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Facebook is not exactly the most trustworthy of the Big Tech companies but its reach is undeniable and the potential social impact of the social media firm’s recent venture into cryptocurrency has drawn quite a few nonprofits into the Libra Association.

The Libra Association is a Geneva-based nonprofit which would monitor the blockchain and manage the digital currency. Customer data acquired by the association will not be shared with Facebook, a promise that is greeted with skepticism.

Catherine Cheney outlines the hard choice for nonprofits in this report for Devex:

“All of our work is about how we can serve low-income women with the financial products and services they need,” said Karen Miller, vice president of knowledge and communications at Women’s World Banking. “This seemed like an opportunity not only to expand financial access to the unbanked and underserved women, but also to ensure that as this was getting developed, there is a voice at the table representing the majority of the unbanked and underserved people around the world — which are women.”

While many of the companies involved in the effort are investing $10 million, social impact partners do not pay for a seat at the table. Some see their involvement as an effort by Facebook, which has come under fire for its mishandling of user data, to bring in more trustworthy partners. But the nonprofits Devex spoke with say their input will be necessary for this effort to succeed.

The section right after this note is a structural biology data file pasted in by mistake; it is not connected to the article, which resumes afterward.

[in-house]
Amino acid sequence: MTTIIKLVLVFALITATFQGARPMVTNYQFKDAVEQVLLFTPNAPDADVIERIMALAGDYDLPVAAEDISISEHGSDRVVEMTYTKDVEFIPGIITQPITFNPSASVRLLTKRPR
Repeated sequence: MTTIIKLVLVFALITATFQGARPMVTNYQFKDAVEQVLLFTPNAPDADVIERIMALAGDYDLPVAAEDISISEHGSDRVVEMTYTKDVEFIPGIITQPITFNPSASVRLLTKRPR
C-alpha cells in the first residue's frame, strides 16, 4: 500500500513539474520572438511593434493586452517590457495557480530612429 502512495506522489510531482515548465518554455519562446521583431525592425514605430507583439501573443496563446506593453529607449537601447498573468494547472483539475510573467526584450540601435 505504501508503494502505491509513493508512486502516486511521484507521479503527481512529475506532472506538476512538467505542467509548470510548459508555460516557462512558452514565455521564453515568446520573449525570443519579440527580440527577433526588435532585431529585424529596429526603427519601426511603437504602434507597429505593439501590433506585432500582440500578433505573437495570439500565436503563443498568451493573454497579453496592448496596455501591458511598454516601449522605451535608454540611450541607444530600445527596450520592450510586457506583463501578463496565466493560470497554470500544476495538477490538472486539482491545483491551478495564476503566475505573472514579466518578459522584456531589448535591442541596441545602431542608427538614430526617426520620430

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Neal Keny-Guyer, CEO at Mercy Corps, thinks Libra “could spark a revolution in financial inclusion,” he wrote in a blog post about the launch. He outlined five ways this new global currency might benefit the people Mercy Corps serves, for example by providing a low volatility currency to people living in countries struggling with conflict, natural disasters, or other forms of instability.

“A global, stable, and secure currency powered by blockchain offers the potential to transform how aid is operated and delivered around the world — significantly increasing efficiency, transparency and accountability,” he wrote.

The blockchain on which Libra will be built could allow for innovation in user identification, a huge challenge for financial inclusion in low- and middle-income countries. And as an open platform, Libra will offer the potential for new players to create financial services for people living in poverty, Keny-Guyer noted.